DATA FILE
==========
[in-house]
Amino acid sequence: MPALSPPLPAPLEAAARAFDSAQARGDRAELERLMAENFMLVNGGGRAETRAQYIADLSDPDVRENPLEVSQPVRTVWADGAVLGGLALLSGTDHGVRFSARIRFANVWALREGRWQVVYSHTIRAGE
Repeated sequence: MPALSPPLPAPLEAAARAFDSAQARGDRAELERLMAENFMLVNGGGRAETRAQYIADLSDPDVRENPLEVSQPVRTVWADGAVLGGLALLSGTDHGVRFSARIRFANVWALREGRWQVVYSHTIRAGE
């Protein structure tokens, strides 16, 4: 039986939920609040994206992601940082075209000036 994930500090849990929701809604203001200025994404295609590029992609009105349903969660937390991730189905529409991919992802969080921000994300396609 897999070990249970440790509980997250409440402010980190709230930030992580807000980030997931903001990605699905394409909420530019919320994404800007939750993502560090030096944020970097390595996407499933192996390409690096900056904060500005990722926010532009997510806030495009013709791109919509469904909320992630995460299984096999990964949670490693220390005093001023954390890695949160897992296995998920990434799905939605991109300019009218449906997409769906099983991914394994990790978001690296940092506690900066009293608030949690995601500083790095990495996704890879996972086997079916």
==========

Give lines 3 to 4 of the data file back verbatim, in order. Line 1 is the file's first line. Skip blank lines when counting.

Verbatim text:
Repeated sequence: MPALSPPLPAPLEAAARAFDSAQARGDRAELERLMAENFMLVNGGGRAETRAQYIADLSDPDVRENPLEVSQPVRTVWADGAVLGGLALLSGTDHGVRFSARIRFANVWALREGRWQVVYSHTIRAGE
């Protein structure tokens, strides 16, 4: 039986939920609040994206992601940082075209000036 994930500090849990929701809604203001200025994404295609590029992609009105349903969660937390991730189905529409991919992802969080921000994300396609 897999070990249970440790509980997250409440402010980190709230930030992580807000980030997931903001990605699905394409909420530019919320994404800007939750993502560090030096944020970097390595996407499933192996390409690096900056904060500005990722926010532009997510806030495009013709791109919509469904909320992630995460299984096999990964949670490693220390005093001023954390890695949160897992296995998920990434799905939605991109300019009218449906997409769906099983991914394994990790978001690296940092506690900066009293608030949690995601500083790095990495996704890879996972086997079916």